DUBAI, United Arab Emirates (AP) — In an attempt to capitalize on what's become a ratings bonanza for Arabic satellite channels during the Muslim holy month of Ramadan, two comedies struck the wrong chord with audiences when their lead actors appeared in blackface.Criticism was swift on...

Chaos on the border inflames GOP's split with Latinos

When more than 1,000 Latino officials __ a crop of up-and-coming representatives from a fast-growing demographic __ gathered in Phoenix last week, no one from the Trump administration was there to greet them.It marked the first time a presidential administration skipped the annual conference of the...

ENTERTAINMENT

Give up after scandals? Television history shows otherwise

NEW YORK (AP) — Say this about TV creators in 2018 — they don't give up easily.Three current shows — "Roseanne," ''Transparent" and "House of Cards" — have been crippled by scandal, but each plans to continue without their disgraced stars."The bottom line is...

Ornate NYC theater, used for years as a gym, to be restored

NEW YORK (AP) — For years, Long Island University's basketball team played in a French Baroque movie palace in downtown Brooklyn.The gilded wall fountains, plastered statuettes and towering, one-of-a-kind Wurlitzer organ pipes of the historic Paramount Theater were preserved by the...

Vinnie Paul, co-founder, drummer of Pantera, dies at 54

Vinnie Paul, co-founder and drummer of metal band Pantera, has died at 54.Pantera's official Facebook page posted a statement early Saturday announcing his death. The label of Hellyeah, his most recent group, confirmed the death but neither statement mentioned Paul's cause of death.His real name...

U.S. & WORLD NEWS

AP PHOTOS: Germany salvages campaign on Day 10 of World Cup

MOSCOW (AP) — Germany midfielder Toni Kroos scored a dramatic late winner to come from behind and beat...

1 dead after attack at huge rally for Ethiopia's new PM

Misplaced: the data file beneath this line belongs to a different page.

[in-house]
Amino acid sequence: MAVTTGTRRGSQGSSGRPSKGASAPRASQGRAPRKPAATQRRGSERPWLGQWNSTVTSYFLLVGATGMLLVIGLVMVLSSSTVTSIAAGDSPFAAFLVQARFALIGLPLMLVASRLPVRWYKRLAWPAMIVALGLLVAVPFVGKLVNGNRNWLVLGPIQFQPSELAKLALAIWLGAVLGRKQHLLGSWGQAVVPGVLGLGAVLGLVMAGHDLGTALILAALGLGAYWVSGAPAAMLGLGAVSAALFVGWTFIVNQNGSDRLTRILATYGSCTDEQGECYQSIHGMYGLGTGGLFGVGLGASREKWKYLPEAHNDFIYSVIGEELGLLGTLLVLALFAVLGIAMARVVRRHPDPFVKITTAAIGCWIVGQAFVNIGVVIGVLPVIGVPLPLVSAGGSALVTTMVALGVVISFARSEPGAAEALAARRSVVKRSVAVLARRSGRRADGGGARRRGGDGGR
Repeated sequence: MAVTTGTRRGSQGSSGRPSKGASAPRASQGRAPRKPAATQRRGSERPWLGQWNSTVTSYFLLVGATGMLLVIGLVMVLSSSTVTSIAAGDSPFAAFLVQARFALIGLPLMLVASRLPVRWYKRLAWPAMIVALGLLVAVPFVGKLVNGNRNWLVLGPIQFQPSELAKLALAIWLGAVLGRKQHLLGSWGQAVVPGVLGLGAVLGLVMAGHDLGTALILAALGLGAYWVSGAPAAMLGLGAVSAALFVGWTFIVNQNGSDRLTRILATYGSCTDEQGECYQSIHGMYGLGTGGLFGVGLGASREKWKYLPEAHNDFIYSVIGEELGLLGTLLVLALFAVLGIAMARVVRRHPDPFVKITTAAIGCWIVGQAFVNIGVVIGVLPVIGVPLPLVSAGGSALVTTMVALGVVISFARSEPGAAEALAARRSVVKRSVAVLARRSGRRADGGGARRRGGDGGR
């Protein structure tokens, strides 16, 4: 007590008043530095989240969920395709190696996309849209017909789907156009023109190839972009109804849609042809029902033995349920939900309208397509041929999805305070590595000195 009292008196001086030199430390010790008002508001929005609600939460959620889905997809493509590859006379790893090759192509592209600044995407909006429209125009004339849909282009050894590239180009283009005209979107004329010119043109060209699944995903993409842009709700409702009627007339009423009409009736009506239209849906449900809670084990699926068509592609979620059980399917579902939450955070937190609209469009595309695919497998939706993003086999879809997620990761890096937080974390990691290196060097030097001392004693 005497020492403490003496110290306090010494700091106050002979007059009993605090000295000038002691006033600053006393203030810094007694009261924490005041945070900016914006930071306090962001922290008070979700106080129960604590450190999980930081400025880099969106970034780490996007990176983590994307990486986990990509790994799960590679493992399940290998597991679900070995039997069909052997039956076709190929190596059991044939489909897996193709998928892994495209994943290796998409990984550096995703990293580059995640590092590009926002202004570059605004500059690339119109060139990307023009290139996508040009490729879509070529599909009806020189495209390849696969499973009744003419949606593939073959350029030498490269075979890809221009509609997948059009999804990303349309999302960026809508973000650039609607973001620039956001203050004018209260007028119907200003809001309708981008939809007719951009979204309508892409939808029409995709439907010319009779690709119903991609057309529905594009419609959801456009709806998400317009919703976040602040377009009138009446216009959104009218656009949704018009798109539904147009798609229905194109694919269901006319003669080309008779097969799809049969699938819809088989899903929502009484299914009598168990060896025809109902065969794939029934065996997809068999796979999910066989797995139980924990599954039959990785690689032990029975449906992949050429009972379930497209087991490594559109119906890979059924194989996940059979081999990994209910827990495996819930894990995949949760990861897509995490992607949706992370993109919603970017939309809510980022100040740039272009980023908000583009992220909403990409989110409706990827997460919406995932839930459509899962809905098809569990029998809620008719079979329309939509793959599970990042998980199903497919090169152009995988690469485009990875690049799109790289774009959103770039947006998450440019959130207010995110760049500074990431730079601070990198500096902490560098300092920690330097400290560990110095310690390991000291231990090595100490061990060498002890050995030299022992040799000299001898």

ADDIS ABABA, Ethiopia (AP) — A thwarted attempt to hurl a grenade at Ethiopia's reformist new prime...

Sanders says she was told to leave Virginia restaurant

WASHINGTON (AP) — White House press secretary Sarah Huckabee Sanders was booted from a Virginia restaurant...

Stars flock to the Dior debut of Kim Jones at Paris menswear

PARIS (AP) — In a week marked by big debuts, it was designer Kim Jones' turn at Dior Men on Saturday.The...

US moves 100 coffins to inter-Korean border for war remains

SEOUL, South Korea (AP) — The U.S. military said it moved 100 wooden coffins to the inter-Korean border to...

1 dead after attack at huge rally for Ethiopia's new PM

ADDIS ABABA, Ethiopia (AP) — A thwarted attempt to hurl a grenade at Ethiopia's reformist new prime...

Tom Cohen CNN

WASHINGTON (CNN) -- Attorney General Eric Holder, a longtime target of Republicans who have tried to force him out of office, now faces the prospect of angering liberal supporters when the Justice Department decides whether to file federal charges in the Trayvon Martin killing.

Civil rights groups are planning nationwide vigils, and hundreds of thousands of people support an online petition drive calling for admitted shooter George Zimmerman to face federal charges in the February 2012 killing.

Holder will face that political pressure head-on Tuesday in a speech to the NAACP, which is conducting the petition drive.

While Holder has pledged a full investigation of the case in the aftermath of Zimmerman's acquittal on murder and manslaughter charges by a Florida court, legal experts say the federal government is unlikely to prosecute hate crime charges.